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Old 02-02-2006, 11:45 AM   #1
Seral Mehmet
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i saw a vid (gracie girls) and think they wern't wearing them?

do most wear them or not?
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Old 02-02-2006, 11:50 AM   #2
Larry Lindenman
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Seral, I don't know of anyone who wears a weight belt. They weaken the core and cause injuries. Now if your powerlifting in comp, you might.
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Old 02-02-2006, 11:57 AM   #3
John Velandra
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While they are the "fashion statement" uniform accessory, you really don't need one UNTIL maximal lifts... nd even then, you can go without. When I deadlift, I still don't use them and that's up into the fives.

While I do think they have a valid purpose - mainly in PL and SM comps, I don't think you need them for daily work...

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Old 02-02-2006, 11:57 AM   #4
Arden Cogar Jr.
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I personally rarely wear a belt. I do however, wear a neophrene "belly belt" that keeps the warmth in my spine and hip area. I have also considered wearing Rehband waist,hip,upper thigh neophrene supports for warmth. I also wear TK bands on my knees when I do lower body and neophrene elbow supports on my elbows when I do upper body. These "assistants" are for warmth of the joint with the hope of lessening the chance of injury. Plus, I'm old, so I use that as an excuse. :crazy:

I'm not an expert on this, but to me the use of a belt doesn't strengthen your core muscles. I believe that all warmup, moderate, and most work sets on most compound movements (squat, deadlift, cleans, rows, etc) should be done without a belt.

Others may differ, but I see a belt as weakening your core and causing more problems than it does good. If however, you intend on competing in powerlifting or performing inordinately heavy maximal effort multi joint movements, a belt should be considered for your heaviest set. To me, it's a matter of security. I believe it doesn't help you lift the weight, but it can give you the "tightness" feel to push your limits.

All the best,
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Old 02-02-2006, 12:10 PM   #5
Tom Gilbert
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Used correctly a belt does nothing other than help you lift more. It does not make any part of you weaker, nor does it make any lift safer.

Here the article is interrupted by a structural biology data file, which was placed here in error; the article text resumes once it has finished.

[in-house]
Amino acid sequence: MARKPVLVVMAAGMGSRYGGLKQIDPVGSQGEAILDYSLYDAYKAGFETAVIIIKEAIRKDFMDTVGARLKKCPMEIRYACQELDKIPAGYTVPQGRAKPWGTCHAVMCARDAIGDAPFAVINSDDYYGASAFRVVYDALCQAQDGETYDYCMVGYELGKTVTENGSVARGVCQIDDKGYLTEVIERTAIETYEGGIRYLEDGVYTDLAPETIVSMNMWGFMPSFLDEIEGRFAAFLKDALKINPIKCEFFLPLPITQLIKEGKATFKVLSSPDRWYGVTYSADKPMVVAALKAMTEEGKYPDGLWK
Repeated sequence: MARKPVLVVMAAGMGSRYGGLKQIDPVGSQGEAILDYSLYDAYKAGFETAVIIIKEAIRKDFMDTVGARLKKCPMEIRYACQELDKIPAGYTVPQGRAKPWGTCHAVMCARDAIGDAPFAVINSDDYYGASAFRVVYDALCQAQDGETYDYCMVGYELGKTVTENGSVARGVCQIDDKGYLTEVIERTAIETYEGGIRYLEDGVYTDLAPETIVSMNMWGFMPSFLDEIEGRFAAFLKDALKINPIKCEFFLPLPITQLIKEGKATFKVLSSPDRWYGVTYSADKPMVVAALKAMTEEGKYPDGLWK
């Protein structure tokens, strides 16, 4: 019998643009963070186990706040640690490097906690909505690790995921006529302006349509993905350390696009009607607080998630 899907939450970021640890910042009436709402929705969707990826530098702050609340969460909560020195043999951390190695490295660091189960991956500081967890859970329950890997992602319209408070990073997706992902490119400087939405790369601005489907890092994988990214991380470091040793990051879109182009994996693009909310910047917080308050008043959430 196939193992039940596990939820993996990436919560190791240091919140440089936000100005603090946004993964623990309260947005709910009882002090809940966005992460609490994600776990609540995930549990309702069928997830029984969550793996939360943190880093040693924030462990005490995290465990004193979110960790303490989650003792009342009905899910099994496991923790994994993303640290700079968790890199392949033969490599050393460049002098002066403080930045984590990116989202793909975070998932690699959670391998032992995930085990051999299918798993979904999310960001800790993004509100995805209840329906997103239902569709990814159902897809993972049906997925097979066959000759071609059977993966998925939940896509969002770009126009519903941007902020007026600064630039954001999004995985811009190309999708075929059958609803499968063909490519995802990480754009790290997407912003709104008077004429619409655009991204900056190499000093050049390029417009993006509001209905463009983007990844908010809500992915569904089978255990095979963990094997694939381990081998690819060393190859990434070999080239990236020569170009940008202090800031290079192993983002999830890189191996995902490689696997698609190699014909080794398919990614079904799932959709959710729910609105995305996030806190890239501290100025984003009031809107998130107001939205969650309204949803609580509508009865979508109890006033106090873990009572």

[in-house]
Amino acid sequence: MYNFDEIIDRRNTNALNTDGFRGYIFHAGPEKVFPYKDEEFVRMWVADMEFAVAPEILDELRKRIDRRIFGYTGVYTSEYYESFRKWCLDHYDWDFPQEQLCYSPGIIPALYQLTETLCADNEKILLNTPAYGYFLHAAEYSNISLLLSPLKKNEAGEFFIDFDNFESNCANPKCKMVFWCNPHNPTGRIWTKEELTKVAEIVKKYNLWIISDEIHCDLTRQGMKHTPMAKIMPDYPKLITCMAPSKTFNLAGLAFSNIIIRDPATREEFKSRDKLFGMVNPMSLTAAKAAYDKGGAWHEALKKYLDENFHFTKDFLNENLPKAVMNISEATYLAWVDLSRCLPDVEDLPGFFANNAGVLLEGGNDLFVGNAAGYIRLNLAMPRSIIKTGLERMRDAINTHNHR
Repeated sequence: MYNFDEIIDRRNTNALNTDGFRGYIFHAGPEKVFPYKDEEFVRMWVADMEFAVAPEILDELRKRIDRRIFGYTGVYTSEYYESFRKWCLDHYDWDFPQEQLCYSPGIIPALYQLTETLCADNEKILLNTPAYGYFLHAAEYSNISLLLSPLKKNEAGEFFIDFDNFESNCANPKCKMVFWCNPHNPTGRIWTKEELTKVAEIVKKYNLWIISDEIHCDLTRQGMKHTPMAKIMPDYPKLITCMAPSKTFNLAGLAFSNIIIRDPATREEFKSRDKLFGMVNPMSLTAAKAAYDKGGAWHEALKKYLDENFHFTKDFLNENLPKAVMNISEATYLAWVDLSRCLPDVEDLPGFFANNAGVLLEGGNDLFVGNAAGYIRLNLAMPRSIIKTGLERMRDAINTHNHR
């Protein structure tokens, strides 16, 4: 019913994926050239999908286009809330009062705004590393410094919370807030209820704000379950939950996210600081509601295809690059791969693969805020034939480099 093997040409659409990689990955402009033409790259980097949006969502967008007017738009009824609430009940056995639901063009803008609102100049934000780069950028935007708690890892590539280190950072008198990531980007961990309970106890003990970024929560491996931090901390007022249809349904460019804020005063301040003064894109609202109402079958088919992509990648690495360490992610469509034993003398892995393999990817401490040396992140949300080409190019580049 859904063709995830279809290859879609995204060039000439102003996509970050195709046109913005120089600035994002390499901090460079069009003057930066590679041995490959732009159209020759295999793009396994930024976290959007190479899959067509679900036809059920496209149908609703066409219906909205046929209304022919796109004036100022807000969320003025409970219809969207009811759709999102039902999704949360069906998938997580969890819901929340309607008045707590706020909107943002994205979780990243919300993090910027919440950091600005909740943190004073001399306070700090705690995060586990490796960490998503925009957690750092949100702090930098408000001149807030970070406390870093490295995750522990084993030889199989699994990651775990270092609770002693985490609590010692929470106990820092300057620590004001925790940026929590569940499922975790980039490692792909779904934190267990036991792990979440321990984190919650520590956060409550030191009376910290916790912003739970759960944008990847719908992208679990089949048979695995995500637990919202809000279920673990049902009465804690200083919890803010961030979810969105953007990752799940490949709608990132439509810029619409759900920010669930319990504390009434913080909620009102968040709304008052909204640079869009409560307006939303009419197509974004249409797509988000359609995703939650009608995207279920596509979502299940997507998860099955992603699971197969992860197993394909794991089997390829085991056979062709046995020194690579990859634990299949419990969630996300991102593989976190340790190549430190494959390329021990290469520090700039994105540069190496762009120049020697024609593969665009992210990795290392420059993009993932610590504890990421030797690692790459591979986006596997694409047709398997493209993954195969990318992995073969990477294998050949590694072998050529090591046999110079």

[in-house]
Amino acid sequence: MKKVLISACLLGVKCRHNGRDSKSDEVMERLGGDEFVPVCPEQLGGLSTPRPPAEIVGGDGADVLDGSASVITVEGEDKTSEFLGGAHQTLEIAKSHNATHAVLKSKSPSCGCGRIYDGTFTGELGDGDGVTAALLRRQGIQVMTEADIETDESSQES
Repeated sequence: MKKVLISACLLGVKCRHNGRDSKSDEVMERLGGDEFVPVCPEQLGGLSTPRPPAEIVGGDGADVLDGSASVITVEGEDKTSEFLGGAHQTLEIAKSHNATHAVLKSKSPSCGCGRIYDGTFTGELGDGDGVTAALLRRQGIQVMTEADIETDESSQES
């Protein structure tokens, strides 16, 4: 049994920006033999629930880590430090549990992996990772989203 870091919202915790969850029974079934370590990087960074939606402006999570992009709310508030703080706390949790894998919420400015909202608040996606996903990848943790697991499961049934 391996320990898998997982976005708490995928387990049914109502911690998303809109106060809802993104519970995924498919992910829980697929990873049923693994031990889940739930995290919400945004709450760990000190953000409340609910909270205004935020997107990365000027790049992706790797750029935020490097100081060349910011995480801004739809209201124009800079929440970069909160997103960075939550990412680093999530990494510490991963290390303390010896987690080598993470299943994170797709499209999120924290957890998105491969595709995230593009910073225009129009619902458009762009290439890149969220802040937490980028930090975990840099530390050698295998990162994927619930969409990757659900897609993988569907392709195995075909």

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Old 02-02-2006, 12:26 PM   #6
Michael Ledney
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Tom Gilbert is correct.

However, after 20 years of putting weight on my back (and front for that matter), I still strap on my belt when there's more than 400#. Call it my security blanket, sorry.
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Old 02-02-2006, 01:46 PM   #7
Veronica Carpenter
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Michael, I think you are more correct - a belt is a security blanket. When I compete I use it in the C&J, BUT in the past 2yrs I can count on one hand how many times I've used the belt for C&J's or even heavy squats.

A belt should not be a substitute for poor form.
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Old 02-02-2006, 02:01 PM   #8
Marty Lotspeich
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Weight belts tend to cause a reverse inhibition of the transverse abdominals. Reasoning: the band of resistance around the transverse abdominals gives the body something to compress against other than the transverse abdominals, when your body pushes back against the belt it inhibits the transverse abdominal muscles. Done repetitively this leads to a faulty and very very dangerous core stabilization pattern being wired into the nervous system.
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Old 02-02-2006, 02:19 PM   #9
Dave Rounsevelle
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OK, former powerlifter, so I've used a belt alot in the past. Now, well my lifts are probably 75% of what they were at the peak of my lifting. I use the belt only when going heavy. Heavy to me is defined as 80% or greater of my current max. Hope that sheads some light on the subject.
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Old 02-02-2006, 03:34 PM   #10
Seral Mehmet
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thanks for the information. As I am quite a beginner I won't use the belts but of course use a light-mid weight till I get correct form which too i'm guessing will also strengthen my core.

Im sure my form will be good. whats the best way to make sure?

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